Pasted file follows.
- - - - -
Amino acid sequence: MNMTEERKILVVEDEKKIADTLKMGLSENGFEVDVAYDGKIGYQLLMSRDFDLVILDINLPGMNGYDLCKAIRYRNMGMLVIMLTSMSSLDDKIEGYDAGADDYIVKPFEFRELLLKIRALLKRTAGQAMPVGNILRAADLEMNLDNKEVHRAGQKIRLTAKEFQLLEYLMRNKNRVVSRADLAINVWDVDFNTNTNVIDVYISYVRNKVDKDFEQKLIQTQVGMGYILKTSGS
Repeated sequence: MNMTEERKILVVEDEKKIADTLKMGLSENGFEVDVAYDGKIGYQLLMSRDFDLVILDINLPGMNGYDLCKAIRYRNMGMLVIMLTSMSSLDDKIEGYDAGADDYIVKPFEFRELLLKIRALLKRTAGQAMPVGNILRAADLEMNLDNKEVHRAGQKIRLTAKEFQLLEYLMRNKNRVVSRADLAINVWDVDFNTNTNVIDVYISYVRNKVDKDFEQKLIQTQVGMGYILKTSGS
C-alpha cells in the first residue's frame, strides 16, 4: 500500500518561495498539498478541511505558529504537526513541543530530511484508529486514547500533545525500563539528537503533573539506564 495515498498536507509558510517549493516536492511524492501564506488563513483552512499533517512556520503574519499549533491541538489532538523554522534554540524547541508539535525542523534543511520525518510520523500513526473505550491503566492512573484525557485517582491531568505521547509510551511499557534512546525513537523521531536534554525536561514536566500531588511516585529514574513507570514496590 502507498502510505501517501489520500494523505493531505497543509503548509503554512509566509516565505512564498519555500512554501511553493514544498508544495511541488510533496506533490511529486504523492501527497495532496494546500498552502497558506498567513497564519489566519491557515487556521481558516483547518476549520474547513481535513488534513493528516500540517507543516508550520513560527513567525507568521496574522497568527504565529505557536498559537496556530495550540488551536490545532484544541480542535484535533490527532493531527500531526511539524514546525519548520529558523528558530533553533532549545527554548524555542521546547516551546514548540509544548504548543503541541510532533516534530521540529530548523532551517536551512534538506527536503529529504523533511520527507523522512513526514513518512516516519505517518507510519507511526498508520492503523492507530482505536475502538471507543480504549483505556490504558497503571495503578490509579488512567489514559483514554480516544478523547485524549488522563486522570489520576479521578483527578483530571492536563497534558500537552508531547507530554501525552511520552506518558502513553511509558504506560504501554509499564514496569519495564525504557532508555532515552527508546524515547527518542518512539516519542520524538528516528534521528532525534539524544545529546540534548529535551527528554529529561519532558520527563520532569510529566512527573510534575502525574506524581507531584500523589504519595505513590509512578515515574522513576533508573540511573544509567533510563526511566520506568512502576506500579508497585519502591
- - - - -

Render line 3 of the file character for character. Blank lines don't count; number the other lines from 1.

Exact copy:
C-alpha cells in the first residue's frame, strides 16, 4: 500500500518561495498539498478541511505558529504537526513541543530530511484508529486514547500533545525500563539528537503533573539506564 495515498498536507509558510517549493516536492511524492501564506488563513483552512499533517512556520503574519499549533491541538489532538523554522534554540524547541508539535525542523534543511520525518510520523500513526473505550491503566492512573484525557485517582491531568505521547509510551511499557534512546525513537523521531536534554525536561514536566500531588511516585529514574513507570514496590 502507498502510505501517501489520500494523505493531505497543509503548509503554512509566509516565505512564498519555500512554501511553493514544498508544495511541488510533496506533490511529486504523492501527497495532496494546500498552502497558506498567513497564519489566519491557515487556521481558516483547518476549520474547513481535513488534513493528516500540517507543516508550520513560527513567525507568521496574522497568527504565529505557536498559537496556530495550540488551536490545532484544541480542535484535533490527532493531527500531526511539524514546525519548520529558523528558530533553533532549545527554548524555542521546547516551546514548540509544548504548543503541541510532533516534530521540529530548523532551517536551512534538506527536503529529504523533511520527507523522512513526514513518512516516519505517518507510519507511526498508520492503523492507530482505536475502538471507543480504549483505556490504558497503571495503578490509579488512567489514559483514554480516544478523547485524549488522563486522570489520576479521578483527578483530571492536563497534558500537552508531547507530554501525552511520552506518558502513553511509558504506560504501554509499564514496569519495564525504557532508555532515552527508546524515547527518542518512539516519542520524538528516528534521528532525534539524544545529546540534548529535551527528554529529561519532558520527563520532569510529566512527573510534575502525574506524581507531584500523589504519595505513590509512578515515574522513576533508573540511573544509567533510563526511566520506568512502576506500579508497585519502591